However, you may get lucky and find something. Or you could tun up a relative or roommate. This is good information when you’re trying to find someone.
Next up: the internet.
Do a Standard Internet Search
This method can be ineffective if you have very limited information. If you’ve only got a phone number or an email address, search engines may not find much.
But, an internet search can turn up some legitimate results if you’ve built a good profile to work from. With a few pieces of information, you can start connecting the dots and get a hit. If you do find someone, cross reference your findings with as many pieces of information as possible. You want to verify that you’ve found the right person.
Also, use the advanced search function to narrow your criteria. Most search engines offer advanced search functionality.
However, if you come away from Google empty handed, you’ll have to forge ahead to the next step.
Search Social Networks
The first thing to know about searching social media is that you’ll usually need an account to get meaningful results. You’ll get extremely limited information if you search without being logged into a valid account.
Social network searches can be very effective if you have the right information. Since social media accounts require an email address, you’ll usually get a good match if you have an email address to search with.
Also, people are usually friends on social media with their actual family and friends. If you already have a list of associated contacts, you can use this to verify that you’ve found the right person on social networks based on the contacts associated with their profile.
Also check the birthday on any social media profiles you find. If it’s not publicly displayed, look for happy birthday messages posted by their friends. The more pieces of information on their social media profile that match what you already know, the more likely it is that you’ve got a positive match.
Facebook and Instagram are by far your biggest information pools. But old networks like MySpace can also be good places to search. A person may have an old MySpace account that they forgot to make private or remove information from.
If you find someone on social media, this will often give you enough information to find them. It’s very common for people to post updates about their whereabouts on social networks.
But, if the person is actively trying to avoid being found, they may intentionally keep sensitive information off the web.
However, if social media doesn’t pan out for you, it’s not the end of the road.
Search professional networks
People have more interest in being found on professional networks. There’s a perception that there are fewer people snooping around on professional networks. This means that sometimes people are a bit looser with their information on social media networks like LinkedIn.
The rules for professional networks are essentially the same as social networks:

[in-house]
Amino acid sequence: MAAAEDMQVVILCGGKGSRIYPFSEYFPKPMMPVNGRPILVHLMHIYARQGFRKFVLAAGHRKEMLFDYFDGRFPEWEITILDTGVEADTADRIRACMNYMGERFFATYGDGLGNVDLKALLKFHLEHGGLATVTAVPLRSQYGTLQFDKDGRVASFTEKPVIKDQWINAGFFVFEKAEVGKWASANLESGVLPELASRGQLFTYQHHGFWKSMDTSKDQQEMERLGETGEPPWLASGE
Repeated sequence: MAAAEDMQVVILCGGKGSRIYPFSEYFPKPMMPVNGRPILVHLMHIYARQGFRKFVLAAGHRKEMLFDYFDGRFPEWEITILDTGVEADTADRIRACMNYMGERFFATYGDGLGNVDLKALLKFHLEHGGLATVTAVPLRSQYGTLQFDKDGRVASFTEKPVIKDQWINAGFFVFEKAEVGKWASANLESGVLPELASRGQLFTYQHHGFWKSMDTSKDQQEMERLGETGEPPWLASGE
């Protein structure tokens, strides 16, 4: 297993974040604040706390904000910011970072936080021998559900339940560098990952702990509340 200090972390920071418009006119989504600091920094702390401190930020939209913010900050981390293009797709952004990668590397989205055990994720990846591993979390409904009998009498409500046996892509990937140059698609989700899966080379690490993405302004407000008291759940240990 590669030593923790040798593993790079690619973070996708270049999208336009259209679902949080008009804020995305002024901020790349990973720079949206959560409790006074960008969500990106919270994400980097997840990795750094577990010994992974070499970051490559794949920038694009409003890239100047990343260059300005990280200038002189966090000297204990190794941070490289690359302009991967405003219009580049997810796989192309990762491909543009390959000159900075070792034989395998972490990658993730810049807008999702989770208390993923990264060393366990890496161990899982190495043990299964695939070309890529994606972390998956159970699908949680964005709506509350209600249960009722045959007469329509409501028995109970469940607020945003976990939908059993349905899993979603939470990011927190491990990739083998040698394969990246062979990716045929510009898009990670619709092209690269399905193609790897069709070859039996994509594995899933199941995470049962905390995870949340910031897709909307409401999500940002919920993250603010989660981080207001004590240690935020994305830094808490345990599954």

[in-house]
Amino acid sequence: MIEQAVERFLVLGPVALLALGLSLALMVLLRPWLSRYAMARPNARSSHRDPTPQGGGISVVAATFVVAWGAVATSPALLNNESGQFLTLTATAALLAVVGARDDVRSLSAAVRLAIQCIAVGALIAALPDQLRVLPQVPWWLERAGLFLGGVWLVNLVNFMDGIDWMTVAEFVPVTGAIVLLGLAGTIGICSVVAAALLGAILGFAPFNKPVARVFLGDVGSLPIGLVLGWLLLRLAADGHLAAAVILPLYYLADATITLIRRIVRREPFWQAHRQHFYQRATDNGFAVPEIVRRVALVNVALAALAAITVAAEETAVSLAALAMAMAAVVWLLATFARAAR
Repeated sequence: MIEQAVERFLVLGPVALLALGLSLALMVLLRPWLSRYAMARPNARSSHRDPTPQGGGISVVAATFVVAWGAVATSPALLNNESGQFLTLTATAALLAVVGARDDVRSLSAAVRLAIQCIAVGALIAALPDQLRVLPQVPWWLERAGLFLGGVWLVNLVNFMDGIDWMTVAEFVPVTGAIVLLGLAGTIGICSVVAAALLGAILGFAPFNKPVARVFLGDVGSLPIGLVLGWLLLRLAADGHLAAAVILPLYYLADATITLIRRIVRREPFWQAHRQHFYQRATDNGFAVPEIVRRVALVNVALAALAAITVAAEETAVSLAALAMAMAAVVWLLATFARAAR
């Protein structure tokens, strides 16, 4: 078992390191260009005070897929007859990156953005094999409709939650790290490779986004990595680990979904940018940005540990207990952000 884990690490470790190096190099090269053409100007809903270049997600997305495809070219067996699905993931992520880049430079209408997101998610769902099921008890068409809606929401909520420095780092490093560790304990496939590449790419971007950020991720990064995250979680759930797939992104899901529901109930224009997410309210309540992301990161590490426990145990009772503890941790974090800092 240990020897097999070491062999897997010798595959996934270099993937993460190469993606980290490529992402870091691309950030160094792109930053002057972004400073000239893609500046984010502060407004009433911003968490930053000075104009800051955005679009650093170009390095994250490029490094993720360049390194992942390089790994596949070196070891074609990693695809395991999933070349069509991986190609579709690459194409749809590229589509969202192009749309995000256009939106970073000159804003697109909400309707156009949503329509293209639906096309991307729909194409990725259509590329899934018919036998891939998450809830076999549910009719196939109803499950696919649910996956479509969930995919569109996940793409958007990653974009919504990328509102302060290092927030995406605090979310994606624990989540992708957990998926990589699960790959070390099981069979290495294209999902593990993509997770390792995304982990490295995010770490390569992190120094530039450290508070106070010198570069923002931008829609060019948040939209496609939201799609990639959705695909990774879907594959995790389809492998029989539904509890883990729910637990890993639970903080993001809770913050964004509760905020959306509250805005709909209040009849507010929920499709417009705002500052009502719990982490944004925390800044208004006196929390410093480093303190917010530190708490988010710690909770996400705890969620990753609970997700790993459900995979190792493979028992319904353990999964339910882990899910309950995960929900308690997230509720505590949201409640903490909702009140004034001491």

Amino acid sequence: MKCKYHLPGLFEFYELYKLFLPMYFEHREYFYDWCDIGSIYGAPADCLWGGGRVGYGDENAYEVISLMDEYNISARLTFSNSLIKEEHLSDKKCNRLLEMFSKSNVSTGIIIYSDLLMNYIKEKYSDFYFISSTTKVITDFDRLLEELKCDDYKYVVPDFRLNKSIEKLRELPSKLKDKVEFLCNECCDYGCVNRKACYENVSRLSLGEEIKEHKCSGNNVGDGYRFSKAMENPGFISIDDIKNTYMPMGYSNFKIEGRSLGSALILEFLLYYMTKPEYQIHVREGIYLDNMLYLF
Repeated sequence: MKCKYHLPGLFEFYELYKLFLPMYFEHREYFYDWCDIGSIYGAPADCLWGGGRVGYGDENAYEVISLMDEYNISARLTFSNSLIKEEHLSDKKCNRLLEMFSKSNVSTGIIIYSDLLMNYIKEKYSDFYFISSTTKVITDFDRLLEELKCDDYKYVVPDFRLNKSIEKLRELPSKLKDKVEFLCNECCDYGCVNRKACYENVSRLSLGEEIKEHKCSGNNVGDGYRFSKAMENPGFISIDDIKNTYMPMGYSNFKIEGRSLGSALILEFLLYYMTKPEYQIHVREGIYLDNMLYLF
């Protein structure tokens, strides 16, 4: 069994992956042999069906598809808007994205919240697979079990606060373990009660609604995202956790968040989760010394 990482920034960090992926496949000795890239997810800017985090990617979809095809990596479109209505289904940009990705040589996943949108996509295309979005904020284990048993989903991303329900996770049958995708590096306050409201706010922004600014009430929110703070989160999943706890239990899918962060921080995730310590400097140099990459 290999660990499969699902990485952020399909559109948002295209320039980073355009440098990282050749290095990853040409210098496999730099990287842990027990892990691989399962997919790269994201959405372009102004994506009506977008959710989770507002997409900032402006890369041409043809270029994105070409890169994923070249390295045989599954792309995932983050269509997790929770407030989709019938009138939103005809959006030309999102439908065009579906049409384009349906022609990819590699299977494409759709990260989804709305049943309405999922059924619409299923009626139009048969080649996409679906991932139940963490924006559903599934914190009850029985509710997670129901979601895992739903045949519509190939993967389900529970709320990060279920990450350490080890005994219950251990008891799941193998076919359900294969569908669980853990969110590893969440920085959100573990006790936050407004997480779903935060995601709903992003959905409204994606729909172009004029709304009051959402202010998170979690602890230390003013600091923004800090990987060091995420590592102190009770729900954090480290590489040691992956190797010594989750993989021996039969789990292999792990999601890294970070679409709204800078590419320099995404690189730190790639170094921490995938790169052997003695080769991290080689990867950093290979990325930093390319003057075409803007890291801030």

- You’ll need an account to find any good information.
- An email address is your best search criteria.
- Check their connections and birthday to verify you’ve found the right person.
If you’ve still found nothing at this point, there are still a few more options.
Search other online resources
There a few more repositories of information that you can access online for free.
Check blogging sites like WordPress. There’s no universal search engine for blogs. But if you check the most popular blogging sites, you’ll cover a vast majority of that ground.
If you know where the person went to high school or college, check their school alumni and reunion websites. This can turn up location information, as people often talk about where their traveling from for a reunion or what they’re up to now.
At this point, if you’re still coming up zeroes, it may be time to throw a few dollars into your search.
Do a Skip Tracing Search
There are skip trace searches that are often very effective.
However, skip tracing searches usually costs a few dollars. And you’ll usually need some sort of business account to use these services. But you can purchase as many searches as you need.
Batch Skip Tracing
Batch skip tracing, also called bulk skip tracing, is most common for real estate wholesalers and businesses that need a specific piece of contact information for a lot of people. Think of it as gathering the minimum viable contact information for your business needs.
For example: batch skip tracing for real estate usually involves using a name and address to get a phone number. This creates a contactable phone list. Bulk skip tracing can also create reliable email lists and mailing lists.
The best way to perform a bulk skip trace is through a batch append service. Batch append will get you the information you need to make contact with people.
Batch skip traces are great if you need to make contact through a specific channel. However, false positives are possible. And, occasionally, a bulk skip trace won’t get the information you need. Sometimes, you need to hire a professional.
Lastly, if all else fails, you may need to hire a professional to find someone for you. If a person can’t be found using online resources, it may be necessary to contact someone who knows how to use investigative prowess to get information. Private investigators know how to use all types of information sources to find people. They usually check things that you just can’t find on the internet:
- Utility bills.
- Credit reports (usually credit card application and loan applications use updated information).
- Vehicle registration information.
- Property records.
- Public tax information.
This is what makes private investigators so good at locating people using minimal clues.
However, this sort of work is best left to people who do it for a living.
So that’s skip tracing. Depending on your needs, a DIY online skip trace may work for you.
If you’re struggling, check out the people finder over at searchbug to find out if their people search will find who you’re looking for.